The general rule of thumb for makers of cold process soap is done by Remembrance/Veterans Day to be ready for Christmas/Yule. If you didn’t make the deadline there is an option, hot process soap! In hot process soap making the oils and lye are heated once combined, pushing the mixture through the curing process so there is no need for your lovelies to sit for four to six weeks.
The texture of the soap will be a little different but all those additives that turn brown in cold process will stay their pretty colours in hot process, so adding tea leaves and flowers petals is possible.
Let me start by saying, this post is about the process, not so much the recipe. I have shared the recipe I used but if you have a combination that you prefer then by all means, use that instead.
Soap making is done by weight and a scale is important. I live in Canada and grams and milliliters is what we use here. I have converted my recipe to ounces and as you can see there are fractions of ounces in the measurements. Scales that go to .01 oz. are recommended.
You will need:
500 grams (17.6 oz.) coconut oil
247 grams (8.7oz.) vegetable oil
48.5 grams (1.7 oz.) avocado oil
25 grams (.9 oz) beeswax
307 ml (10.4 oz.) distilled water
125 grams. (4.4 oz) lye
Phenolphthalein, available at most soap supply stores.
Finely chop and add the beeswax. The ingredient list is by weight to ensure that the amounts are correct as there is considerable chemistry involved in soap making. The beeswax can be raw and in need of shaving or cutting or it can be pastilles or sheets that have been torn into pieces. With whatever type of beeswax you choose, the point here is to make the pieces as thin as possible so that the oils do not need to be at a temperature hot enough to melt beeswax for very long.
Measure the distilled water and making sure you are not going to be disturbed and that your face and hands are protected, pour the lye into the distilled water which is best in a glass container and stir carefully. NEVER POUR WATER INTO THE LYE.
A chemical reaction will begin and the temperature of the liquid will immediately rise. That temperature you can see on the thermometer has nothing to do with any added heat and everything to do with what happens to lye when water is added.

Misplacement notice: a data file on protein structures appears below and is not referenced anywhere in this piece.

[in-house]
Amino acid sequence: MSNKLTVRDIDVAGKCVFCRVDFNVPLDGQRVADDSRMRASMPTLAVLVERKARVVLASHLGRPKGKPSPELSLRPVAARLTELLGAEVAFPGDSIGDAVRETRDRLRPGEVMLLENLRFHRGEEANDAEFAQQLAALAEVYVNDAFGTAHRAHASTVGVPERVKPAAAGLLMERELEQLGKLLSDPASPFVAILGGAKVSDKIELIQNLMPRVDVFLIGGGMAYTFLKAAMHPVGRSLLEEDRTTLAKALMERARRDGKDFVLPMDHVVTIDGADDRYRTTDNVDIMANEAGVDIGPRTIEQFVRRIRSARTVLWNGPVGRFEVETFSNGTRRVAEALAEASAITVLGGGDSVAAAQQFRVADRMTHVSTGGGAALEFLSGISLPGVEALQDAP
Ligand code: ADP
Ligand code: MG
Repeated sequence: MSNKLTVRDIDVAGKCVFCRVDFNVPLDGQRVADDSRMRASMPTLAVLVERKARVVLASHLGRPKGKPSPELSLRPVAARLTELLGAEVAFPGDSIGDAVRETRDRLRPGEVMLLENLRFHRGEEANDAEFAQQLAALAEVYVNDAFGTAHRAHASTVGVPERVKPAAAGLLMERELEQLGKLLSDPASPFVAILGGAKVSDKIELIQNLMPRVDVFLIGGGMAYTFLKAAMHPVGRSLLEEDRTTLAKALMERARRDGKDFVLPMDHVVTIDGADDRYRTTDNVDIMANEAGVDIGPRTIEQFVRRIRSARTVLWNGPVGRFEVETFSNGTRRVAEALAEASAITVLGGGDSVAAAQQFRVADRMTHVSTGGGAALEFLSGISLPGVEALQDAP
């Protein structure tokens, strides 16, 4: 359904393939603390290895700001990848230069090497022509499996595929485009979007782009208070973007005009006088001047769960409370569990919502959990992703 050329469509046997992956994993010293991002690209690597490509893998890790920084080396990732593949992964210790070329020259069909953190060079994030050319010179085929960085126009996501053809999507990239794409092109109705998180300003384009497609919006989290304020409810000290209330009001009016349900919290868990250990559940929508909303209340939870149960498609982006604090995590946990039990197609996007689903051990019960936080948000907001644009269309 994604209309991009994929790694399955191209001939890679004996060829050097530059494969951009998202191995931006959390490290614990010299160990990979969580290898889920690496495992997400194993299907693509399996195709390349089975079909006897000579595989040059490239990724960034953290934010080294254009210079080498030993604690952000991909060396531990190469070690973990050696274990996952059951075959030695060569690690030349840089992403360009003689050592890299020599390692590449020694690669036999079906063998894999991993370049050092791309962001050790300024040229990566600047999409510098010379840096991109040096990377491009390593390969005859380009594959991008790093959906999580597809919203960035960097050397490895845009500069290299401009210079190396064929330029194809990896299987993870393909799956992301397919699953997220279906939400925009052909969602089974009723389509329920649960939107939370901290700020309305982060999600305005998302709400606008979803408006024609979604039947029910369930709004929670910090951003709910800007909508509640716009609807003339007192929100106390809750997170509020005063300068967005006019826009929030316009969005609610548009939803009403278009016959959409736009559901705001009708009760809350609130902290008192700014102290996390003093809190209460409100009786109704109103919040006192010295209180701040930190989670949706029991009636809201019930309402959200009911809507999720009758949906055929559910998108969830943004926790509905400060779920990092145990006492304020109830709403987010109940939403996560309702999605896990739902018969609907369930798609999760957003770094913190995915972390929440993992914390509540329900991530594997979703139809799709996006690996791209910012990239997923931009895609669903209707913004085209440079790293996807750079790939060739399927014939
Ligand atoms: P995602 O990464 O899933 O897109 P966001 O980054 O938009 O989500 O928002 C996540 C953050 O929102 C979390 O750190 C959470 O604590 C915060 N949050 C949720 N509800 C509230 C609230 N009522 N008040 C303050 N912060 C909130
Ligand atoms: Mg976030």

LYE WILL BURN YOUR SKIN. Not from the heat of the liquid but from the chemical reactions taking place. Keep anything away from the action that will take your concentration off the job at hand.
The task now is to get the lye mixture and the oils reduced to the same temperature. In your kitchen you will find a system that works for you.
The thing to understand here is that the oils can be heated and cooled by changing the position of the lid, taking the container out of the slow cooker and away from the heat or whipping with a hand mixer.
The lye, not so much. The heat comes from a chemical reaction.
There are things you can do to cool it down like resting time in the freezer but nothing will heat it up again and there is a point of no return when the lye will not longer be able to support the saponification ( soap making ) process.
So pay attention to the temperature of both liquids and adjust your plan of action to suit the situation. The goal is the allow both liquids to get down to around 130 degrees F. at the same time and then to pour the lye mixture into the oils and mix well.
The goal here is to mix to a thin trace. Trace is a technical term in soap making for being thick enough to see any drizzle on top of the soap mixture for a moment before it disappears into the soap again.
Once trace is achieved, the point where hot process begins has arrived.
Place the lid on the slow cooker and allow the soap to cook for an hour, on low.
At one hour, take the lid off and scrape down the sides. The soap will have expanded so mix everything again before taking out a small sample. Place it on a piece of paper towel or a saucer and add a drop of Phenolphthalein.
Phenolphthalein is a ph indicator. Bright pink and you have a ways yet to go. Bits of pink and soap is not ready, maybe 15 more minutes of cooking time. Clear and you are good to move onto the next step.
With cold process soap the cooking process is substituted with time. The intention here is that the soap be ready to use when finished so making sure it is safe on the skin is why it is checked until the Phenolphthalein stays clear.
Once clear, it is time to add your additions. I chose 1/2 cup oat flour, 3 Tbsp. honey and 3 Tbsp. Greek yoghurt for this batch. This is also the time to add essential oils and shea or other butters if you are superfatting. ( If that is a new word, ignore it until you have a couple of batches under your belt ). Two tablespoons essential oils total of your choice will be enough for this amount of soap. One teaspoon Orris root powder will act as a fixative and help keep the aroma of the essential oils in the soap for a longer time.
Turn the soap into a mold. Try a simple loaf tin to begin with, lined with parchment or plastic wrap. Place the soap and tap firmly to get out air bubbles. This mixture will be considerably thicker than a cold process mixture.
Pat down and smooth ( or not, I left this batch pretty rough because of the association with oatmeal ) then allow to cool until firm enough to cut. There are many devices available for ensuring straight and fancy cuts but when all else fails a sharp knife and a steady hand can do the job.
This batch gave me 9 bars of soap and 3 golf ball size balls made from the leftovers. The soap will be soft enough that rolling the leftovers in your hands will bring the pieces together.
So if you missed the deadline for Christmas or just like the idea that your soap will be ready to use right away, hot process is another option to put in your soap making kit and who doesn’t like something homemade for the holidays.
Oatmeal, Honey & Yoghurt Hot Process Soap from My Kitchen Wand